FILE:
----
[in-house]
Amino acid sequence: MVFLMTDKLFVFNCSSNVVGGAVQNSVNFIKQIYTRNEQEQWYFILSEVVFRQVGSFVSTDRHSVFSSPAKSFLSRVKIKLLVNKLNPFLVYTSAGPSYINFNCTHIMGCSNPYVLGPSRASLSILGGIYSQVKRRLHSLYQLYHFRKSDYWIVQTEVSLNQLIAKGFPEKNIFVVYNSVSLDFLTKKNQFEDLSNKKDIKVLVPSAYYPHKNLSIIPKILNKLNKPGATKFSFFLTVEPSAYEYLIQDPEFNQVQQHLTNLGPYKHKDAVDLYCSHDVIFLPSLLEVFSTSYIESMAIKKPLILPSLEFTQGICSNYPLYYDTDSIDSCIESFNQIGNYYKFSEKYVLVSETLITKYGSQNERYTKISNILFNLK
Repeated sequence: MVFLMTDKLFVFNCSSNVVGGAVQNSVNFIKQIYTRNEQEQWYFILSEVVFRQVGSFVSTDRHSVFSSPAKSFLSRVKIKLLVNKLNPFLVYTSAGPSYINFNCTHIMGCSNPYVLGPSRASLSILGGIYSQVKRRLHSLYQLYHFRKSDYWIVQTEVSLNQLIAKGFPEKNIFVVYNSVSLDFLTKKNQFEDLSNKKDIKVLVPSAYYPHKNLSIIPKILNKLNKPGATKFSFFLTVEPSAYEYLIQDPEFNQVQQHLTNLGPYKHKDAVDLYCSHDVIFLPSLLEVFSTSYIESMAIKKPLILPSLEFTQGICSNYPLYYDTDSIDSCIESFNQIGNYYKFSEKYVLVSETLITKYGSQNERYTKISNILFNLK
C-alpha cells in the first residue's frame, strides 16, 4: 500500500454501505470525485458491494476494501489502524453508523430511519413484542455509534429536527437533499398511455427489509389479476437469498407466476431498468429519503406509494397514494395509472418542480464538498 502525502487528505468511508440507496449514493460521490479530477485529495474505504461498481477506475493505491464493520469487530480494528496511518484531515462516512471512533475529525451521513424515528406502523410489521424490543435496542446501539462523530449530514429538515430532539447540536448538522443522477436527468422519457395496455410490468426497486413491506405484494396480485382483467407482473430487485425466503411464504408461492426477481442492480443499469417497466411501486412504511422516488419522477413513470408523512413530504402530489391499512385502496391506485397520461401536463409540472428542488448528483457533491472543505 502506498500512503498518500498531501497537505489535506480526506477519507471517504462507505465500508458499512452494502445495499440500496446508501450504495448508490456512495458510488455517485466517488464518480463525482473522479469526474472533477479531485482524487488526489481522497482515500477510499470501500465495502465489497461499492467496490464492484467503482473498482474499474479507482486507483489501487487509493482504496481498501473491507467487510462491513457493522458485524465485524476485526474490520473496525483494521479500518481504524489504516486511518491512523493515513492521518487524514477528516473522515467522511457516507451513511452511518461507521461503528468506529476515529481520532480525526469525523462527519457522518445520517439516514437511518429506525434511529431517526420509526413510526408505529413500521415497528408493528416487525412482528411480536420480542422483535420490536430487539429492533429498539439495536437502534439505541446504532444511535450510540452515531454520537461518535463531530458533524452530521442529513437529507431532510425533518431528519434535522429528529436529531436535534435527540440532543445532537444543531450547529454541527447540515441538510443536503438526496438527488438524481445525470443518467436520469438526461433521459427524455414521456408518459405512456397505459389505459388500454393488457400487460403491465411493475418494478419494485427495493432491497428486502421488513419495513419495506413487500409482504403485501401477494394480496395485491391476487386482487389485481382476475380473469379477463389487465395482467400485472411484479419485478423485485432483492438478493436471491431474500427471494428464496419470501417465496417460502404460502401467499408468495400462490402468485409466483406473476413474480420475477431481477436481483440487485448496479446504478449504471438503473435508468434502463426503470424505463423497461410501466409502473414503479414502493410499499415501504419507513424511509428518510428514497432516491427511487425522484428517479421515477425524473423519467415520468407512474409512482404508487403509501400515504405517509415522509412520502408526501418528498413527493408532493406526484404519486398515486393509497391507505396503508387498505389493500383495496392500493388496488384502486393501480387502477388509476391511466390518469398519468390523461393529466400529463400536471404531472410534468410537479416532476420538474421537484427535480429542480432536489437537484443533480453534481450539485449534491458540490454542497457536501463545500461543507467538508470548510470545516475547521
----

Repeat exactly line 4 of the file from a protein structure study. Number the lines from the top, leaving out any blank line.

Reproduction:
C-alpha cells in the first residue's frame, strides 16, 4: 500500500454501505470525485458491494476494501489502524453508523430511519413484542455509534429536527437533499398511455427489509389479476437469498407466476431498468429519503406509494397514494395509472418542480464538498 502525502487528505468511508440507496449514493460521490479530477485529495474505504461498481477506475493505491464493520469487530480494528496511518484531515462516512471512533475529525451521513424515528406502523410489521424490543435496542446501539462523530449530514429538515430532539447540536448538522443522477436527468422519457395496455410490468426497486413491506405484494396480485382483467407482473430487485425466503411464504408461492426477481442492480443499469417497466411501486412504511422516488419522477413513470408523512413530504402530489391499512385502496391506485397520461401536463409540472428542488448528483457533491472543505 502506498500512503498518500498531501497537505489535506480526506477519507471517504462507505465500508458499512452494502445495499440500496446508501450504495448508490456512495458510488455517485466517488464518480463525482473522479469526474472533477479531485482524487488526489481522497482515500477510499470501500465495502465489497461499492467496490464492484467503482473498482474499474479507482486507483489501487487509493482504496481498501473491507467487510462491513457493522458485524465485524476485526474490520473496525483494521479500518481504524489504516486511518491512523493515513492521518487524514477528516473522515467522511457516507451513511452511518461507521461503528468506529476515529481520532480525526469525523462527519457522518445520517439516514437511518429506525434511529431517526420509526413510526408505529413500521415497528408493528416487525412482528411480536420480542422483535420490536430487539429492533429498539439495536437502534439505541446504532444511535450510540452515531454520537461518535463531530458533524452530521442529513437529507431532510425533518431528519434535522429528529436529531436535534435527540440532543445532537444543531450547529454541527447540515441538510443536503438526496438527488438524481445525470443518467436520469438526461433521459427524455414521456408518459405512456397505459389505459388500454393488457400487460403491465411493475418494478419494485427495493432491497428486502421488513419495513419495506413487500409482504403485501401477494394480496395485491391476487386482487389485481382476475380473469379477463389487465395482467400485472411484479419485478423485485432483492438478493436471491431474500427471494428464496419470501417465496417460502404460502401467499408468495400462490402468485409466483406473476413474480420475477431481477436481483440487485448496479446504478449504471438503473435508468434502463426503470424505463423497461410501466409502473414503479414502493410499499415501504419507513424511509428518510428514497432516491427511487425522484428517479421515477425524473423519467415520468407512474409512482404508487403509501400515504405517509415522509412520502408526501418528498413527493408532493406526484404519486398515486393509497391507505396503508387498505389493500383495496392500493388496488384502486393501480387502477388509476391511466390518469398519468390523461393529466400529463400536471404531472410534468410537479416532476420538474421537484427535480429542480432536489437537484443533480453534481450539485449534491458540490454542497457536501463545500461543507467538508470548510470545516475547521